Week Five at Eckley Miners Village

As our field season winds down for the summer, the days are literally growing shorter! Week five was a short week and, between our Monday recovery day after Patchtown Days and our Friday holiday in observance of the Fourth of July, we only spent 3 days out at Eckley! As it follows, then, this will be a short update – so read on!

 

The Sites

Both of our sites are now done being excavated! Despite only spending three days in the field this week, Dolly and Mikaela managed to finish our last two units (one in the basement of the structure and the other located just west of the structure) at House Lot #38/40 and a last minute push to finish shovel tests at House Lot #34/36 succeeded in finishing up the last of the digging for the year. While some additional mapping and measuring will be taking place this week (as well as back filling everything we’ve just finished excavating — don’t tell the students), we can finally finish our field paper work and focus almost exclusively on lab work for the last week of our adventure out here at Eckley! I couldn’t be more proud of the incredible work these girls (and Aaron) have achieved this summer and I hope they recognize how far they’ve come in these five short weeks!

 

Dolly and Mikeala celebrate finishing test units

The last day of excavations

This week we also had the pleasure of hosting Dr. Linebaugh and Claire Linebaugh. Dr. Linebaugh is a professor in the University of Maryland’s School of Architecture, Planning and Preservation, and the area chair of it’s Historic Preservation Program. Dr. Linebaugh had an opportunity to view some of the items we’ve been finding as well as offer his interpretations of the standing stone foundation at House Lot #38/40. Dr. Linebaugh has given us some exciting avenues for exploration in the future and we hope to follow through on those ideas!

The Crew

Thursday was our last day with Stephanie B., our volunteer from the last three weeks. Stephanie (and Mitch) have been a fantastic addition to our crew and we will miss them sorely this last week of field school, but we sincerely look forward to the possibility of having them join us out at Eckley next summer!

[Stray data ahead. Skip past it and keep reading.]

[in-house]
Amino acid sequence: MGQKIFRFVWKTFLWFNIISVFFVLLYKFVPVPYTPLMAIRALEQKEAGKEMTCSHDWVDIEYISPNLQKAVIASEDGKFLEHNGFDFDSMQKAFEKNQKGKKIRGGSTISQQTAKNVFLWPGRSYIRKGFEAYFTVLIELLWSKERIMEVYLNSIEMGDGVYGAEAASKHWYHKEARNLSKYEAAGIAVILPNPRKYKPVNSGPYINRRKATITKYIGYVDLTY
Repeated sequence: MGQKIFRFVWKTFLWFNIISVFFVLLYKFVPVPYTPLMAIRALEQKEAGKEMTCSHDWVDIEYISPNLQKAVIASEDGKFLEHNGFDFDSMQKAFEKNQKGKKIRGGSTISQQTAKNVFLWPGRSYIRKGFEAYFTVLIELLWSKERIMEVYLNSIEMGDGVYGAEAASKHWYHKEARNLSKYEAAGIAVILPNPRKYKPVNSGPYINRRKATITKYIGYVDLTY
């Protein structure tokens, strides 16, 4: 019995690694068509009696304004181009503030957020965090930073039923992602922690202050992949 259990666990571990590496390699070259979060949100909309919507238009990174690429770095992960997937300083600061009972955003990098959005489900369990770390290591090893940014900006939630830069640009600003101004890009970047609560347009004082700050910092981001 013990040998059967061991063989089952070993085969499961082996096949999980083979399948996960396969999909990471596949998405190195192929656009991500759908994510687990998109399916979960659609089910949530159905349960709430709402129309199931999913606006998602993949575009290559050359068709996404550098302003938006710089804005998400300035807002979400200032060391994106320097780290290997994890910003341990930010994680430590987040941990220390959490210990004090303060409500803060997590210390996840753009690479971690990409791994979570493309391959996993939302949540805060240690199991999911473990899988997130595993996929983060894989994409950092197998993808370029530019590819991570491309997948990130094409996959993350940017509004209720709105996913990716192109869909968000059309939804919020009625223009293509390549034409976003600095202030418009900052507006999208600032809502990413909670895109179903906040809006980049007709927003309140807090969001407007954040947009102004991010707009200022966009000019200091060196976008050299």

We have also had a unique addition to our crew over the last few weeks, but as her presence has become more and more common, it might be time to introduce her. Maggie the Lab Cat has adopted the Eckley Field School and now regularly stops by at 9:00 sharp every morning to say hello, inspect the lab, and receive some love and, occasionally, kitty treats. While we would love to give Maggie a home back in College Park, we know her home is here in Eckley, where she keeps the residents and staff in line between naps in the sun. 

 

The Lab

Under the expert guidance of Megan S., the lab continues to move at a breakneck pace! While I will have more concrete numbers of our progress next week, we currently have about 33% of our artifacts catalogued, 50% labeled, and approximately 100% washed from the House Lot #38/40 site! Those are incredible numbers considering Megan has only been with us for two weeks! I look forward to reporting our exact progress for the summer at the end of next week.

 

Andi and Esther cleaning artifacts

 

The Artifacts

Incredible things continue to come out of the ground here at Eckley! While our excavations into the basement have not yielded much of the early material culture that we were originally hoping for, it is yielding a fascinating supply of other items, including fragments of porcelain doll faces, pieces of broken bottles made as close as Freeland, Pennsylvania, and as far away as Boston, Massachusetts, and other small insights into every day life in Northeastern Pennsylvania coal company patchtowns. I look forward to publishing the report on our work, complete with pictures, so that those who have not yet had the chance to see these incredible finds in person can still get to enjoy them.

Part of a porcelain doll face

 

 

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About LM Project

The LMP is a collaborative endeavor which aims to recognize the events surrounding the Lattimer Massacre, an incident that changed the labor movement and impacted the world by bringing to light economic disparities and ethnic tensions in the anthracite region of PA.
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